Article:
What Is Going On Down In Brazil? (EWZ, EEM)

Emerging markets investors are scratching their head on Brazil and, if they have not filed their nails, they are probably drawing a little blood to match the carnage in the Bovespa.

The overall mood among Latin investors on Brazil is admittedly pretty terrible. But despite all the gloom from the central bankers, valuations are definitely interesting here after a 20% to 30% correction in some key names — especially in the domestic consumer sector.

Underperformance to the broader emerging markets asset class almost seems technical at this point. Figure that the Bovespa is down 9% in the last three weeks, whereas the S&P 500 has been flat and emerging markets have overall been down only 3% to 4%.

Major brokers say this is all about ETF flows, which are receding massively in the last few weeks. With $10 billion flooding back out of the asset class in the last two weeks, flows tell a lot of the story on Brazil in particular, simply because alone among the BRICs — Brazil, Russia, India, China — Brazil is actually open during U.S. trading hours, and is the biggest emerging market to more or less share the Wall Street trading day. Why are ETF flows so important? Barclays is a Top 5 holder in just about every major Brazilian name, which reflects the way the iShares MSCI Brazil Index ETF (NYSE:EWZ) has become such a top vehicle to play this market.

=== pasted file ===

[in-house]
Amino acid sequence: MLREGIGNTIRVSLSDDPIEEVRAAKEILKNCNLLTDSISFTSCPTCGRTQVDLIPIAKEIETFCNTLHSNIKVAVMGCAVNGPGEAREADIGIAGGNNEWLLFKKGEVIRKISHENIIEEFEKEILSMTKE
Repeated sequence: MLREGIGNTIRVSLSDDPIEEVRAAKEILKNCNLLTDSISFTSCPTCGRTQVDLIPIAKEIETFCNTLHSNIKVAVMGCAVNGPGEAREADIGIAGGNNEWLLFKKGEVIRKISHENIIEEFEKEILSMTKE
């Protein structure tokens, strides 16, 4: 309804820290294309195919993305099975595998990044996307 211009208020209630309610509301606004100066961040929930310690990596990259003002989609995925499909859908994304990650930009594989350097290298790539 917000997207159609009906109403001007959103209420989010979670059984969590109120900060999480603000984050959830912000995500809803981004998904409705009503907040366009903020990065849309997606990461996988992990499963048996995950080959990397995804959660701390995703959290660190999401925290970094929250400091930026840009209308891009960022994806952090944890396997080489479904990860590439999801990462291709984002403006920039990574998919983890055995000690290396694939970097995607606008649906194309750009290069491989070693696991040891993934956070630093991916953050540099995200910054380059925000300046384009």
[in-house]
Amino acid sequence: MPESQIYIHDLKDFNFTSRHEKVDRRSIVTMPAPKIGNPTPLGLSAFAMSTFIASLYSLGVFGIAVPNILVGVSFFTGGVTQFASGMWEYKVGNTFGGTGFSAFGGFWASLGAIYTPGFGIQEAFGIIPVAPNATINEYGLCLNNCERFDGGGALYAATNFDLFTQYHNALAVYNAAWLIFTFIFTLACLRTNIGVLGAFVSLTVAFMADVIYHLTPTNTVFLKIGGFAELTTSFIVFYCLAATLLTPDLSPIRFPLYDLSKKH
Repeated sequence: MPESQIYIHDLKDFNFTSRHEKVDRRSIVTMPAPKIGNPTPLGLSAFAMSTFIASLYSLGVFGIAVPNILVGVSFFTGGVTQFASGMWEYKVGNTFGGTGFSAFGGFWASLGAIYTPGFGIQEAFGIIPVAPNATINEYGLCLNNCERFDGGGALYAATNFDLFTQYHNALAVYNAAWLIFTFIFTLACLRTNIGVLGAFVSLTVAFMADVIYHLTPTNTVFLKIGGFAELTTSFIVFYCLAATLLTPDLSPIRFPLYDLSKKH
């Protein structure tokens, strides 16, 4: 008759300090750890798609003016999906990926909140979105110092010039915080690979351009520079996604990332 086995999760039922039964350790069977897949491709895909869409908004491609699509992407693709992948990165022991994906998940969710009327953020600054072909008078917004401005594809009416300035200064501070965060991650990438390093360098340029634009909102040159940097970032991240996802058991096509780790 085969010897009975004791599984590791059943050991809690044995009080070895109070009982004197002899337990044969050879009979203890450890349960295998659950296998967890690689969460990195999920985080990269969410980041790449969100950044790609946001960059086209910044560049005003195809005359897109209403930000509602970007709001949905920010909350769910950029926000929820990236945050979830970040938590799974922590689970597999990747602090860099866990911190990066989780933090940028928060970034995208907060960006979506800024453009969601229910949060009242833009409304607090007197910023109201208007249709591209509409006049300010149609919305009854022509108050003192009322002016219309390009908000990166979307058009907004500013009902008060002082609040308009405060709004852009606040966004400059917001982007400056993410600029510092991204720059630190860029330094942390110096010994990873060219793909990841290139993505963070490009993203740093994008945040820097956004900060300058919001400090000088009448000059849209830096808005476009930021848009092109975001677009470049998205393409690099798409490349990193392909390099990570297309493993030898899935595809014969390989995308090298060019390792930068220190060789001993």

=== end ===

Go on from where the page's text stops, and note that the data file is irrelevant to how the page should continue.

According to Morgan Stanley, EWZ usually trades at a slight premium to its NAV — due to IOF taxes, this fund used to move anywhere between parity and 2% above its underlying assets without becoming a bona fide arbitrage opportunity.

However, recently this premium has collapsed to “only” 1% after pushing near its limit for the last five months. This again reflects the rise of the ETF channel as the way Brazilian stocks are traded, and not so much anything inherent in the market itself.

And it is not just EWZ. Take a look at the iShares MSCI Emerging Markets Index (NYSE:EEM) as the biggest example of where ETF redemptions have hit the overall asset class. The number of EEM shares redeemed lately is now just 25% from its all-time credit crunch high.

Written By Tim Seymour From Emerging Money

Emerging Money provides insightful and timely information about the increasingly important world of Emerging Market investments. CNBC Emerging Markets Contributor Tim Seymour leads the team of Emerging Money to bring you cutting edge global news and analysis.

About Tim Seymour: Tim is a founder of Emerging Money. He is a founder and Managing Partner at Seygem Asset Management, and The Emerging Markets Contributor to CNBC. Seygem Asset Management focuses on investing throughout the global emerging markets asset class. With a view that emerging and developing economies will continue to outpace the economic growth and advancement of developed economies, Seymour has devoted a career to investing in the dominant markets of tomorrow, today. Seymour’s career has included significant experience in both alternative asset management (hedge funds) and capital markets, having launched two hedge funds, and built the largest Russian broker dealer in the USA. Seymour started his career at UBS, focusing on international credit (cash, swaps, forex) in a specialized hedge fund group (New York). Seymour completed the firm’s training program after graduating with an MBA in international finance from Fordham University. Seymour received his undergraduate degree at Georgetown University.

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